Hello, anglers. Summer 2016 is hanging on with both hands as we have not had a major cool front as of yet with mid to upper 90s forecast for the next week. It definitely is impacting fishing patterns as water temps remain high and fish are not where they usually are by mid September. The last half of August I saw a light migration of bass to the backs of creeks but instead of the migration becoming more wide spread it slowed and basically stopped. Weather patterns, I believe, have slowed the migration of bait fish(shad) to the back of major creeks. A moderate cold front will re-start that activity and cooler water temps will help fishing all over.
LAKE CONDITIONS: Water temps have edged higher the past week and moved from low 80s to upper 80s as daytime highs have been in mid 90s. Maybe a slight relief is coming by the weekend and more moderation of daytime highs early next week. Water levels continue to recede with Toledo level at midweek reading 168.7’ with one generator running 24 hours and no gates open at the emergency spillway. North Toledo is slightly stained, mid lake is mostly clear and south Toledo is very clear. The back portions of all major feeder creeks have slightly stained conditions.
FISHING PATTERNS/BASS: For the first time all summer we are having to really work to catch a decent bag of fish. Fishing was better than average through mid August but it has been more of a challenge since then. I am marking lots of fish on my electronics but having a tough time putting together a solid pattern. The morning bite is improving slightly as the moon phase is decreasing which always seems to help.
The toughest morning bite often occurs on the mornings following bright moons since bass feed more at night on a bright moon with high lake temperatures. Daytime patterns should pick up the next week with cooler weather and less moon.
With water levels falling the bass are pulling out to the edge of shoreline grass.
All summer we have been able to catch good fish out of shallow, shoreline grass but with the level falling cover for bass along the shoreline is decreasing. We are finding some areas that have grass out from the shoreline (milfoil and coontail) in 5-8 feet and these areas are producing early, late and during cloudy conditions. We are fishing these with small crankbaits(Berkley Digger and Norman’s Little N) plus a scaled down Texas rig with 3/0 hook and 1/8 and 3/16 bullet sinkers and straight tail worms (Berkley Bottom Hoppers) in green pumpkin and shady watermelon candy.
The top water bite has been excellent all summer but has slowed in the past couple of weeks but should pick up with improved weather conditions/moon phase. Our most effective topwater tools have included Sebile’s Flat Belly Walker, Chug Bug (modified), Yellow Magic and Gunfish. Some days they want a walking bait while the next they want a popper. You just have to let the bass tell you which one they want. I have caught them on a popper in the morning and a walking bait late afternoon. No matter which one I choose I want a feathered tail on the rear set of hooks.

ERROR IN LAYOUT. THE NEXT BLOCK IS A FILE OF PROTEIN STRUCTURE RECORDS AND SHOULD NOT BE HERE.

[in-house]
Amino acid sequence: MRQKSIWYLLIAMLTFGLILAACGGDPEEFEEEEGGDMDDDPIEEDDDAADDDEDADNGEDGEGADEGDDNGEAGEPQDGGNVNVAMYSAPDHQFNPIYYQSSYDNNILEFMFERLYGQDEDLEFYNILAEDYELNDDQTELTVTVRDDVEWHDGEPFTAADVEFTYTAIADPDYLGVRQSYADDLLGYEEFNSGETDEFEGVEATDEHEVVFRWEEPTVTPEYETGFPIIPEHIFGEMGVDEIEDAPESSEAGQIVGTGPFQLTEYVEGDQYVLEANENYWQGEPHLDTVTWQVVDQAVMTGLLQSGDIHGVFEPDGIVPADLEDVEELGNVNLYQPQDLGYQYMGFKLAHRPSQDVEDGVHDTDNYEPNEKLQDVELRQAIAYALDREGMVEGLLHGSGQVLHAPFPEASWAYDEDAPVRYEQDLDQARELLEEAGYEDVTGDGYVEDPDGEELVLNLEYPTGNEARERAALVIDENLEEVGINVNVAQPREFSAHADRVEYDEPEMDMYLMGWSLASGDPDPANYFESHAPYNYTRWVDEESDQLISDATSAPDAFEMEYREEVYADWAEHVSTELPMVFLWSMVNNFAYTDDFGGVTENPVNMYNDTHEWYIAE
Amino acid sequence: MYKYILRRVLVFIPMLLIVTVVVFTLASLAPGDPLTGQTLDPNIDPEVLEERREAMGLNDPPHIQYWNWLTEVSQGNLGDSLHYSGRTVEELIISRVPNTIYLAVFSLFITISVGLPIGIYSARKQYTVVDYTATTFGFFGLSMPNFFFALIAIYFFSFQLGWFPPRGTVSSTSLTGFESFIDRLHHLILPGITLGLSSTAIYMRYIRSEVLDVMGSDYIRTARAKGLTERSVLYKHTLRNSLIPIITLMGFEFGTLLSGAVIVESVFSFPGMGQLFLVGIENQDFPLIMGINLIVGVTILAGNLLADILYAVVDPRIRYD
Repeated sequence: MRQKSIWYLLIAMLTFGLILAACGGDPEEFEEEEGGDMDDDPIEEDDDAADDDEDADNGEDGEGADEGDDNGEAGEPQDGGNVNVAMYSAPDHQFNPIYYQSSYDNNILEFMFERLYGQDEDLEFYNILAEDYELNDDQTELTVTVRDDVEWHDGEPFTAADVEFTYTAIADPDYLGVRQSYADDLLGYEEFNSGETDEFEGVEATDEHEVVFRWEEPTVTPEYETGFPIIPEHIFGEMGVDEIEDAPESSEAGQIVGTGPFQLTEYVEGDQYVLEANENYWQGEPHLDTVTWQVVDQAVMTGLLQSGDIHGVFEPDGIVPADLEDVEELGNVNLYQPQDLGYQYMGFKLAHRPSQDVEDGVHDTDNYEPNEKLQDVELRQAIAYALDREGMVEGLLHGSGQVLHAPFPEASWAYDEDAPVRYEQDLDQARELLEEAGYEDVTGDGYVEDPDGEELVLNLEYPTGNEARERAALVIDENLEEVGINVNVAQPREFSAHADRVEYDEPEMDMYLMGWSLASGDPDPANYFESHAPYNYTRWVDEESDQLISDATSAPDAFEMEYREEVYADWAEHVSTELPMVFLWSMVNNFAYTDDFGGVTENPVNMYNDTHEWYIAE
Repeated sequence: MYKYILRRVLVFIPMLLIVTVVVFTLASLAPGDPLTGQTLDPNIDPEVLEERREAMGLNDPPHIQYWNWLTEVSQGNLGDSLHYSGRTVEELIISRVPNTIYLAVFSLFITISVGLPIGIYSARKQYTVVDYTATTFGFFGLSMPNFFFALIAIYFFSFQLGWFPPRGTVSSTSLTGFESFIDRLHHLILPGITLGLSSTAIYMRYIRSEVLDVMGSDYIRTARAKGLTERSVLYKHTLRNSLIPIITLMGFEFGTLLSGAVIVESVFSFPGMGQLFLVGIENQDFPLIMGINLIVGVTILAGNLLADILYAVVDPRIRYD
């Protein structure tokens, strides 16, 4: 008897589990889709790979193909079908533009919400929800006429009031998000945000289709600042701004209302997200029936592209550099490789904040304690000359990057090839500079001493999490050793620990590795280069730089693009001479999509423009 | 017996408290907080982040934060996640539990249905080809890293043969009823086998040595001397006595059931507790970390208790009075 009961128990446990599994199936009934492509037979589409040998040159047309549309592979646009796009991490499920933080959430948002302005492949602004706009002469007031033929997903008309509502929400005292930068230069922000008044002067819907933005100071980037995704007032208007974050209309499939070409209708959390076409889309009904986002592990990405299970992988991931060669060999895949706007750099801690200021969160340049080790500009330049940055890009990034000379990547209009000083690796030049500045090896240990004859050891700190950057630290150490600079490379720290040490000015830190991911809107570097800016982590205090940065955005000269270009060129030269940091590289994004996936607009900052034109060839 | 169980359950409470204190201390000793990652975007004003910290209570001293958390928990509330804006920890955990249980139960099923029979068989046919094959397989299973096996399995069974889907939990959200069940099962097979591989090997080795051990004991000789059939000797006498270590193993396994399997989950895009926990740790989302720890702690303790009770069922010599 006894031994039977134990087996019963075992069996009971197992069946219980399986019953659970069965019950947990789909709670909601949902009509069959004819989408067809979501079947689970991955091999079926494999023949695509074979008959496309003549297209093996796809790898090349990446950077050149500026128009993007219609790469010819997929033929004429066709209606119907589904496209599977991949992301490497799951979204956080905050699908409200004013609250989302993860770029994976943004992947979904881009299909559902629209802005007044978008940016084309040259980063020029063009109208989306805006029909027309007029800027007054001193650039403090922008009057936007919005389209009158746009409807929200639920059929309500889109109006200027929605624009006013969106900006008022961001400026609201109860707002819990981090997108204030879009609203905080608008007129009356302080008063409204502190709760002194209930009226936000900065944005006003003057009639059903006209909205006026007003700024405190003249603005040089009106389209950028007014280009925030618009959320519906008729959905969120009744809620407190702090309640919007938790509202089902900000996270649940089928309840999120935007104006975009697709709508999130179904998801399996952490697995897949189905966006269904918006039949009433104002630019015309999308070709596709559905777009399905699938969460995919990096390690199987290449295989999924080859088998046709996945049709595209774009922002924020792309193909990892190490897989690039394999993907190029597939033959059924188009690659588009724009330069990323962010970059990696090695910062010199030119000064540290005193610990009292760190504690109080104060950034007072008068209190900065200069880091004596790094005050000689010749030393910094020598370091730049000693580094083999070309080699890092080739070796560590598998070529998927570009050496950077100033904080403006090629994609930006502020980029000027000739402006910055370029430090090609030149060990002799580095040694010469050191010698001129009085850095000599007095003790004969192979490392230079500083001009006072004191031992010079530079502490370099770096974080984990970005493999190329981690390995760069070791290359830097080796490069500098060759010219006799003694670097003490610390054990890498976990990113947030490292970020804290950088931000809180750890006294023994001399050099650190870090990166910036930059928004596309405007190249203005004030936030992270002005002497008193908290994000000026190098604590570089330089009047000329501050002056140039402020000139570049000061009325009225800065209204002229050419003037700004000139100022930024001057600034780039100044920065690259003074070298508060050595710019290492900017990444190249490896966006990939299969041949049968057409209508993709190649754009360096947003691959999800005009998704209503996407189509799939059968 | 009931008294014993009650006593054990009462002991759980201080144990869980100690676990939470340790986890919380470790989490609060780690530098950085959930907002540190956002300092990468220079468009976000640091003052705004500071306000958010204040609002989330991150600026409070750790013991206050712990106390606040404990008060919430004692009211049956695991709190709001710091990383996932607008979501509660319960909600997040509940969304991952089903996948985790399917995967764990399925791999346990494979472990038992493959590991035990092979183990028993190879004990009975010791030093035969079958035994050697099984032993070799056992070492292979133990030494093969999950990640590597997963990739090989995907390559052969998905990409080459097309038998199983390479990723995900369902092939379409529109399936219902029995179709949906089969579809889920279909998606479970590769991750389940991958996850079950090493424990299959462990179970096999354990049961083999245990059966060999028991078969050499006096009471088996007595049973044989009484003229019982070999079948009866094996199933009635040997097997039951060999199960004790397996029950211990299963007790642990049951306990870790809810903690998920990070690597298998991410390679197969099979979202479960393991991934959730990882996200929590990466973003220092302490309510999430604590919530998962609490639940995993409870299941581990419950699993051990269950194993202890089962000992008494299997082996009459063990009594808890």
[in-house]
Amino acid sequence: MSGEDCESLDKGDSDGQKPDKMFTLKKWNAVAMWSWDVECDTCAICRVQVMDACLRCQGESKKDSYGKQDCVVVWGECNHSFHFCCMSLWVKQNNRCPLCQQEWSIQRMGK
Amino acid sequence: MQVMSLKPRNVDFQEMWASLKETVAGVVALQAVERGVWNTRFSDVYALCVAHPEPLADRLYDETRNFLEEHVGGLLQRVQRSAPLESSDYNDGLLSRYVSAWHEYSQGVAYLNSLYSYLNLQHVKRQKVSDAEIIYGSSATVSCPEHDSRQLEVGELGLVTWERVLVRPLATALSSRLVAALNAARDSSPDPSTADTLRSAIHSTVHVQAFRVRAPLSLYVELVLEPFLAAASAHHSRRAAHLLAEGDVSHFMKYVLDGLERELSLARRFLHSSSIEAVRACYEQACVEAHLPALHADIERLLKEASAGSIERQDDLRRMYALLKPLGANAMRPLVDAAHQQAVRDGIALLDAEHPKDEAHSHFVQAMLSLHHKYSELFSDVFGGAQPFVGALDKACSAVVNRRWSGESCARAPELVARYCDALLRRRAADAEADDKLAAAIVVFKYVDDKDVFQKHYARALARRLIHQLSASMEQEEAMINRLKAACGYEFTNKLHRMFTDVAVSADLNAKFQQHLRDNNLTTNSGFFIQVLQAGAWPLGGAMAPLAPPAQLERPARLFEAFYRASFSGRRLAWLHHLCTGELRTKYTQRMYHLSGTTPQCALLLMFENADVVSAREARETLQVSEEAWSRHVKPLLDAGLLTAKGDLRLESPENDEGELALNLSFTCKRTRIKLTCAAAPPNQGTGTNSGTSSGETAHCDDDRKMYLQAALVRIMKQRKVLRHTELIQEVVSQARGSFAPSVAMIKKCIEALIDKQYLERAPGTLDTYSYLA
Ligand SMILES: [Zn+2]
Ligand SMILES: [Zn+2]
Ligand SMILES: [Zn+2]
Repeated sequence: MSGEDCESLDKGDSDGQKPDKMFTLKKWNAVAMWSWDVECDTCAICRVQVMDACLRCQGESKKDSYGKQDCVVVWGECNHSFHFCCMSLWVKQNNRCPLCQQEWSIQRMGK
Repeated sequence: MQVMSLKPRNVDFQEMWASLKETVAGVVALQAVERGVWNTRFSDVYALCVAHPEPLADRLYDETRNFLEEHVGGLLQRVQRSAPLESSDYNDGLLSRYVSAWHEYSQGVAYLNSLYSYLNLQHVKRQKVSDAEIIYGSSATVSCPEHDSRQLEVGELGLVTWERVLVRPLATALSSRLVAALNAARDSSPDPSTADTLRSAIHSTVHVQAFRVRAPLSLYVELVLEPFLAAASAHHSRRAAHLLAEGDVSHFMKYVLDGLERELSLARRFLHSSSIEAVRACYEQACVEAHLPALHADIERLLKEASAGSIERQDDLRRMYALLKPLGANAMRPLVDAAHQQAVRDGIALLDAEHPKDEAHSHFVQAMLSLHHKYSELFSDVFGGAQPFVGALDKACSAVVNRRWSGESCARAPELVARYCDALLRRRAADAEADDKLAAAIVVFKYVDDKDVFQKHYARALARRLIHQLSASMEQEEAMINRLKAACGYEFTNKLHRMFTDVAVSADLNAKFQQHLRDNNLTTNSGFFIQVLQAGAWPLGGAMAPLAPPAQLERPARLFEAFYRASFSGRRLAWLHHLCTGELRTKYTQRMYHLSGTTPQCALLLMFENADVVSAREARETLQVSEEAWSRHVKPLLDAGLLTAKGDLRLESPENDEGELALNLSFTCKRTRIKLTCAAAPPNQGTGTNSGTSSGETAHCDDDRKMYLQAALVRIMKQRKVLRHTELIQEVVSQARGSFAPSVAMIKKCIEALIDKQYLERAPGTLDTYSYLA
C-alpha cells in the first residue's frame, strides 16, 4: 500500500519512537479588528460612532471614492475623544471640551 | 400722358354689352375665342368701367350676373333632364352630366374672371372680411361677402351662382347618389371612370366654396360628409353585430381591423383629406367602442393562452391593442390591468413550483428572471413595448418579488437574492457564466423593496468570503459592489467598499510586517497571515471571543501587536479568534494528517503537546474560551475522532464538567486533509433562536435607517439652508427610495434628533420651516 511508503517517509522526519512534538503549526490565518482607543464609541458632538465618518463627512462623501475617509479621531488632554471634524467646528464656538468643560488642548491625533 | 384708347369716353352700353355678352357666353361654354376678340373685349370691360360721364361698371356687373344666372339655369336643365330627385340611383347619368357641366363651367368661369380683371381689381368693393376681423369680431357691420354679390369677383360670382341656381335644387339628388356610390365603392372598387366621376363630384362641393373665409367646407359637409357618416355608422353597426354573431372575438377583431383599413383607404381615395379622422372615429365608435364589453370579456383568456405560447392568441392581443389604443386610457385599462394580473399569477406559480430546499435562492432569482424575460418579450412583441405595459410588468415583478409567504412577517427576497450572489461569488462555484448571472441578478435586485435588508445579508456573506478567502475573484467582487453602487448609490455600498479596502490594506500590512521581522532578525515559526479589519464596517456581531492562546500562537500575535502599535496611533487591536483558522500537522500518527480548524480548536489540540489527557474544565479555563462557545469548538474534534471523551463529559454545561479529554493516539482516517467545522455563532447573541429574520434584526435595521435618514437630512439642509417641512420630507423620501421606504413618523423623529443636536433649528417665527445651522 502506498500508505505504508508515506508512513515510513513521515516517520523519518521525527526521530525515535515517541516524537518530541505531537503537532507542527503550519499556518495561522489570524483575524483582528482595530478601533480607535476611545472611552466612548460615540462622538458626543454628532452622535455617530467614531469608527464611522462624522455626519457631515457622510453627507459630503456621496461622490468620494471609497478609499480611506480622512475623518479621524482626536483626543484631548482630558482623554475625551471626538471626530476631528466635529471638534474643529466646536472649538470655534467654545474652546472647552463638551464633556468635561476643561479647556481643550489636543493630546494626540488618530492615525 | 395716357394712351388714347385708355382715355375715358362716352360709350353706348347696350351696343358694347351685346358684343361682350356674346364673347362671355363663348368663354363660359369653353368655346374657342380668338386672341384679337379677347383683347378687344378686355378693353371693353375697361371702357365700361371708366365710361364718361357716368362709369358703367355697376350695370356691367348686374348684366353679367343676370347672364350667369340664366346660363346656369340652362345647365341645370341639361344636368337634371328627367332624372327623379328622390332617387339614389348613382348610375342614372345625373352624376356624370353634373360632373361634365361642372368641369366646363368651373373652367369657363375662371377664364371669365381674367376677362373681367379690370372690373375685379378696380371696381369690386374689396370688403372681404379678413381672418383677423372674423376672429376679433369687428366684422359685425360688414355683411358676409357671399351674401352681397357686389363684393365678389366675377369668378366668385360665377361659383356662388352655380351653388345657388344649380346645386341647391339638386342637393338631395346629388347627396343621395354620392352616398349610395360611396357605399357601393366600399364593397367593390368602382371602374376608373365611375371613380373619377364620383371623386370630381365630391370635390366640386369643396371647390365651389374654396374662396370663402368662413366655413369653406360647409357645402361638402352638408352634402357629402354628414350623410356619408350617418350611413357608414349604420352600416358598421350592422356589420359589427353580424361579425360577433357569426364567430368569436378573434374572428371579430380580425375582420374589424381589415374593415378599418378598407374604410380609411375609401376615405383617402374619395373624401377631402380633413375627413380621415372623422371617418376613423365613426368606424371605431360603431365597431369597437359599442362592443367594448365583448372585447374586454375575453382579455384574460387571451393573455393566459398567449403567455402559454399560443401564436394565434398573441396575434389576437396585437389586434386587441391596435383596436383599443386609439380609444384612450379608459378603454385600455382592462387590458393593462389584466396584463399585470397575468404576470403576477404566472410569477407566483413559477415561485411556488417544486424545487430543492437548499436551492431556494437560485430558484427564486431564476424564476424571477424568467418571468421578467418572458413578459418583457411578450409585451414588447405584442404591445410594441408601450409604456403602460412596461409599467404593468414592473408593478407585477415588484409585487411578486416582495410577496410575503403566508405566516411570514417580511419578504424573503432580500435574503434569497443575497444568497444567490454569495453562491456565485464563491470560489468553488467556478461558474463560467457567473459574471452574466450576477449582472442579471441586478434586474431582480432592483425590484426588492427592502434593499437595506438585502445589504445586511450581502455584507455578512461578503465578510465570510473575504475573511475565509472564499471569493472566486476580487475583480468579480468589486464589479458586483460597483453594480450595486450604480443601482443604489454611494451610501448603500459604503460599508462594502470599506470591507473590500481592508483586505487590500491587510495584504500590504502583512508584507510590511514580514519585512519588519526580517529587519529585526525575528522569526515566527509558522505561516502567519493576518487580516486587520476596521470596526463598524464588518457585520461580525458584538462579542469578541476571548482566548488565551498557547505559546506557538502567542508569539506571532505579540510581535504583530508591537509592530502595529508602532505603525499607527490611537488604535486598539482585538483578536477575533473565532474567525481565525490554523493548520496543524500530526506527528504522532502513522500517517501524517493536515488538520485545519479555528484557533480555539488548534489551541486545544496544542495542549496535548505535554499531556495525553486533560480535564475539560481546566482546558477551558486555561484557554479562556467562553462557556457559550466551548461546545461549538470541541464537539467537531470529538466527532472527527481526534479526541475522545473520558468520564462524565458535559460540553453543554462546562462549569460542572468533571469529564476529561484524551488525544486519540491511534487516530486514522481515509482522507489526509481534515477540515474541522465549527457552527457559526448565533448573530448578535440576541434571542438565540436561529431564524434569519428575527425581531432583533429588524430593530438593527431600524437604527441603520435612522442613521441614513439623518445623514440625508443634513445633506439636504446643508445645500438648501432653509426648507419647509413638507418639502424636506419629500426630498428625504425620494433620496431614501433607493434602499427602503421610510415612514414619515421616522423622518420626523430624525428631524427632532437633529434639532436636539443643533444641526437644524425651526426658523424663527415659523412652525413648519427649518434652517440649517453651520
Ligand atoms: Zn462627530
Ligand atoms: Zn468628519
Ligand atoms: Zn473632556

Some baits, like the Chug Bug, come from factory with an artificial tail made from some kind of fabric which is colored white or chartreuse. This is better than nothing but I prefer the actual white feather tail/treble hook. They are not cheap but come in boxes of two for $6-8 bucks. In clear water the real feathers will definitely get you more bites. Several companies manufacture them including Yamamoto, Gamakatsu and Mustad.
Lots of bass are suspended currently as well as millions of bait fish(shad) which is one of the reasons fishing is tough. For many anglers, including this writer/guide , suspended bass are some of the toughest to pattern and catch. Right now much of the bass population and baitfish are holding just above the thermocline.
The thermocline is usually about 24 to 28 feet on Toledo and Rayburn and below that there is minimal oxygen. A good cold front or two would do away with the thermocline and allow the lake to “turn-over” and bait and fish population to be able to move to any depths.
One way we are catching a few suspended bass is to throw large crankbaits which can get down to 18 to 22 feet. I run these on 10 and 12 lb Berkley Trilene Fluorocarbon but a lot of the fish are suspended in standing timber which can get expensive hanging up $8 to $20 baits.
In addition, you will hook a big fish which will wrap you around a stump/tree and break off. We have caught some good fish doing this but have lost some good ones also plus some of our favorite crankbaits. The best place to fish this pattern is near a major creek with standing timber. Currently, with the lake level down, it is easier to spot these areas as the standing timber is more visible. You can use heavier line than the 10 and 12 but the baits will not dive as deep.
In the heavy timber I normally use 12 Berkley Fluorocarbon which is remarkably strong for 12 lb test. I use the 10 lb. when I’m cranking main lake ridges . When you crank main lake ridges target the break line at the edge of the drop off. Bass are also suspending off drop offs/breaks.
I’m also fishing suspended fish using electronics and drop shot and spoons. I’m finding them on electronics and then dropping bait down to the bait/fish. Of course multi species are following the bait fish so we are catching bass, spotted bass, yellow bass, drum, an occasional crappie and even a few catfish.
CRAPPIE/YELLOW BASS: Crappie guide, Jack Adams, says he is still catching good numbers of crappie on his holes with lots of quality crappie included. Live shiners remain his best bait and 22-28 ft. is his targeted depth. Yellow bass are starting to show up with the best pattern under the schooling largemouth near creek beds.